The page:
"Well, cussing a man to hell don’t do nothing neither, but I heard you do that, too."

"Well, go get the brother or whoever. Tell ’em I changed my mind, and I’m going back to … what is Preacher Brown? Whatever the hell he is, tell ’em I had a vision or something calling me back to, uh…"

"Mormon. Preacher Brown’s a Mormon."

"He ain’t no Mormon. In the first case, Mormons got two wives, and in the second, we hang them when we catch them, like they do us. Utah’s enemy ground. It just ain’t possible! Umm—is it? He’s not really a Mormon, is he?"

"Ain’t possible you can be born and raised from a pup and don’t even know what Church you are."

"Which is the one that believes in hellfire?"

"All of ’em. How many years you been a-going to Meeting? You didn’t pay not the least attention in all that time?"

"I was thinking of something else."


"Maybe we could make a promised land by our own lone selves, asking no help and bowing to none. Maybe the Garden of Eden weren’t at the beginning of time, but at the end, a garden we can make as soon as we figure how to make it. That’s what I was thinking. Old Preacher Brown’s spook stories didn’t seem like much to me, held up against that. Call the brother."

"Don’t be a mule, Meany. The Governor’s brother, the Bishop, came by and tended to you while you were sick, and he didn’t turn you over to the Regulators."

"Bishop? Ain’t no bishops in Texas."

"So is. Bishop of the Diocese of Galveston-Houston. He’s shielding you. You step off of sanctuary ground, you might as well put your head in a bucket of boiling pork-lard. Mike Nails was setting to get married, did you know that?"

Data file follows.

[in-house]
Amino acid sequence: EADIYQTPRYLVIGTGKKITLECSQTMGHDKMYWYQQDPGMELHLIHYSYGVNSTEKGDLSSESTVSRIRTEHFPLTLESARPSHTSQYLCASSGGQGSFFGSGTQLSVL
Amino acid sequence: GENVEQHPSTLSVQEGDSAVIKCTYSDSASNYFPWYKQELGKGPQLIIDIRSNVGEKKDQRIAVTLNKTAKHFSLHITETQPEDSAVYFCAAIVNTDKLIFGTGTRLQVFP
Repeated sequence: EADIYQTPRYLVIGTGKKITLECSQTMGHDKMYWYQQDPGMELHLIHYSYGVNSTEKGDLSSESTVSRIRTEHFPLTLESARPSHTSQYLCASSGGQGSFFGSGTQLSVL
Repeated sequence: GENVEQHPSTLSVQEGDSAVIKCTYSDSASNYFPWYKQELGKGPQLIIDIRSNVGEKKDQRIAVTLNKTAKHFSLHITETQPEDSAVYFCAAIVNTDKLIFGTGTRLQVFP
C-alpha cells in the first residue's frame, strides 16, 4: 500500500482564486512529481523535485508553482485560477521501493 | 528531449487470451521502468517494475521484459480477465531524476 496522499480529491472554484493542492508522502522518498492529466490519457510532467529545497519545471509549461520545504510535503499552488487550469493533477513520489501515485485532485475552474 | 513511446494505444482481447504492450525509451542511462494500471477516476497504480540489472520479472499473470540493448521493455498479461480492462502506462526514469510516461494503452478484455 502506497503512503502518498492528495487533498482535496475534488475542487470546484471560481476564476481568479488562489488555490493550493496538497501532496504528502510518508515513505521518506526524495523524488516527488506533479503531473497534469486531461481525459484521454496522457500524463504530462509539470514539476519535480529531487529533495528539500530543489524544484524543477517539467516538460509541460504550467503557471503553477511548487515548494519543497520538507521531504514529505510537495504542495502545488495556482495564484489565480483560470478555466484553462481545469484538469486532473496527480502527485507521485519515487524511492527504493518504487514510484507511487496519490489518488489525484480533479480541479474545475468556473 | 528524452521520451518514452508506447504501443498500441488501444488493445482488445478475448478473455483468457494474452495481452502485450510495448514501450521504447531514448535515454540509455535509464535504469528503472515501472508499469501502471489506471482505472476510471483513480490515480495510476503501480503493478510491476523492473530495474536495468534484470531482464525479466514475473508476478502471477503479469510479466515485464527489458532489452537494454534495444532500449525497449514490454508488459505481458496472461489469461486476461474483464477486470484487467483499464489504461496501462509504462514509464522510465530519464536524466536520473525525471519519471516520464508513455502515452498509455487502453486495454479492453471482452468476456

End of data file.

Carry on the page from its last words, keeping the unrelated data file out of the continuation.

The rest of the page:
"No. Who is the girl?"

"Lill Palmer. Josiah Palmer’s girl, the man who owns half the county. See? Might have been okay if you had killed him clean, but word got out that you drilled Mike over and over."

"Because his gun was stupid and his chaff was packed like crap."

"Blew his head clean off, you did. If you’d’ve drilled him in the heart and left a good-looking corpse…"

"Bugger that. Gunfighting ain’t a game. Besides, it’s not my fault I win."

"Win? You shoot like the devil’s in you, little brother. Lookit this. Got you a memento."

Leonidas pulled out a slug of metal. It was two bullets, melted into one shape, curled like a question-mark. The payload of Mike Nails’ main shot had been fused by the heat of impact to one of Menelaus’ escort bullets—a rare perfect interception.

Looking at the shape, Menelaus could see it in his head: the patterns, the pretty patterns of vortices. He could see the math needed to describe how that impact had been done, and he could guess at a way to solve for simultaneous partial differentials, more elegant that what he’d been doing before.